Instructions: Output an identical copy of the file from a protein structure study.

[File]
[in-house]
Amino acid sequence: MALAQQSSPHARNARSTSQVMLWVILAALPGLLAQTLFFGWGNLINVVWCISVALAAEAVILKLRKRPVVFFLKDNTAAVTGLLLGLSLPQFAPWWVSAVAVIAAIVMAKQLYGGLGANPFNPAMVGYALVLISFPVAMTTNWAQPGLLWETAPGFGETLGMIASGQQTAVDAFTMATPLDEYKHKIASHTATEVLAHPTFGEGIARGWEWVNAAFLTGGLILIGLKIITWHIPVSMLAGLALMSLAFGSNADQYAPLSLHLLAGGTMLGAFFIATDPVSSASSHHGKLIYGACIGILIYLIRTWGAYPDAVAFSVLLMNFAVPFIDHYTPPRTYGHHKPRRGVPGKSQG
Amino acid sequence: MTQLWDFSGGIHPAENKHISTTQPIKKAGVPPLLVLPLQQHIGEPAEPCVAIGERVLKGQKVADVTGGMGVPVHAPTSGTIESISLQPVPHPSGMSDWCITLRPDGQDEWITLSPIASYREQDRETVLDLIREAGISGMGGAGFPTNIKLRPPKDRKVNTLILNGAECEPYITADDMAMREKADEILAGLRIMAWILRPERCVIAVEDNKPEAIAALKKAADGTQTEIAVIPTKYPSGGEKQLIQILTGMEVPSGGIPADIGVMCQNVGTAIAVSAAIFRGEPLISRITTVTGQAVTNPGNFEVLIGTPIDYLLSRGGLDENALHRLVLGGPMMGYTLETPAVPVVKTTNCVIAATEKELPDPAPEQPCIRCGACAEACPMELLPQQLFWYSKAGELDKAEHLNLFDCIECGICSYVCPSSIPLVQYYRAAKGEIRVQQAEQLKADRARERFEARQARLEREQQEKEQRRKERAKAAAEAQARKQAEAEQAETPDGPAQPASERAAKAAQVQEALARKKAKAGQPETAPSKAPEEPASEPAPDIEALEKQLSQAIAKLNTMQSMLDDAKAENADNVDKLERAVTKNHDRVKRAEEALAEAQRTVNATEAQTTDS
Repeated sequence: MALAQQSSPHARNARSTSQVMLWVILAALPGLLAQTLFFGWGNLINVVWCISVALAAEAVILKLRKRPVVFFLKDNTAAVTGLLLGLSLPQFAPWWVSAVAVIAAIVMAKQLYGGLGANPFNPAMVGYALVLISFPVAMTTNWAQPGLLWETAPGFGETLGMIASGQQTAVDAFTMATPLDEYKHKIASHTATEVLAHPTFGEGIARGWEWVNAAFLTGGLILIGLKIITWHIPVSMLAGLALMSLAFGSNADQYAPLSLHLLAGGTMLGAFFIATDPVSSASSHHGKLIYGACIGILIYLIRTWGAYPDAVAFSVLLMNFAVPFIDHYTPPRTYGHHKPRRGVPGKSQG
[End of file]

[in-house]
Amino acid sequence: MALAQQSSPHARNARSTSQVMLWVILAALPGLLAQTLFFGWGNLINVVWCISVALAAEAVILKLRKRPVVFFLKDNTAAVTGLLLGLSLPQFAPWWVSAVAVIAAIVMAKQLYGGLGANPFNPAMVGYALVLISFPVAMTTNWAQPGLLWETAPGFGETLGMIASGQQTAVDAFTMATPLDEYKHKIASHTATEVLAHPTFGEGIARGWEWVNAAFLTGGLILIGLKIITWHIPVSMLAGLALMSLAFGSNADQYAPLSLHLLAGGTMLGAFFIATDPVSSASSHHGKLIYGACIGILIYLIRTWGAYPDAVAFSVLLMNFAVPFIDHYTPPRTYGHHKPRRGVPGKSQG
Amino acid sequence: MTQLWDFSGGIHPAENKHISTTQPIKKAGVPPLLVLPLQQHIGEPAEPCVAIGERVLKGQKVADVTGGMGVPVHAPTSGTIESISLQPVPHPSGMSDWCITLRPDGQDEWITLSPIASYREQDRETVLDLIREAGISGMGGAGFPTNIKLRPPKDRKVNTLILNGAECEPYITADDMAMREKADEILAGLRIMAWILRPERCVIAVEDNKPEAIAALKKAADGTQTEIAVIPTKYPSGGEKQLIQILTGMEVPSGGIPADIGVMCQNVGTAIAVSAAIFRGEPLISRITTVTGQAVTNPGNFEVLIGTPIDYLLSRGGLDENALHRLVLGGPMMGYTLETPAVPVVKTTNCVIAATEKELPDPAPEQPCIRCGACAEACPMELLPQQLFWYSKAGELDKAEHLNLFDCIECGICSYVCPSSIPLVQYYRAAKGEIRVQQAEQLKADRARERFEARQARLEREQQEKEQRRKERAKAAAEAQARKQAEAEQAETPDGPAQPASERAAKAAQVQEALARKKAKAGQPETAPSKAPEEPASEPAPDIEALEKQLSQAIAKLNTMQSMLDDAKAENADNVDKLERAVTKNHDRVKRAEEALAEAQRTVNATEAQTTDS
Repeated sequence: MALAQQSSPHARNARSTSQVMLWVILAALPGLLAQTLFFGWGNLINVVWCISVALAAEAVILKLRKRPVVFFLKDNTAAVTGLLLGLSLPQFAPWWVSAVAVIAAIVMAKQLYGGLGANPFNPAMVGYALVLISFPVAMTTNWAQPGLLWETAPGFGETLGMIASGQQTAVDAFTMATPLDEYKHKIASHTATEVLAHPTFGEGIARGWEWVNAAFLTGGLILIGLKIITWHIPVSMLAGLALMSLAFGSNADQYAPLSLHLLAGGTMLGAFFIATDPVSSASSHHGKLIYGACIGILIYLIRTWGAYPDAVAFSVLLMNFAVPFIDHYTPPRTYGHHKPRRGVPGKSQG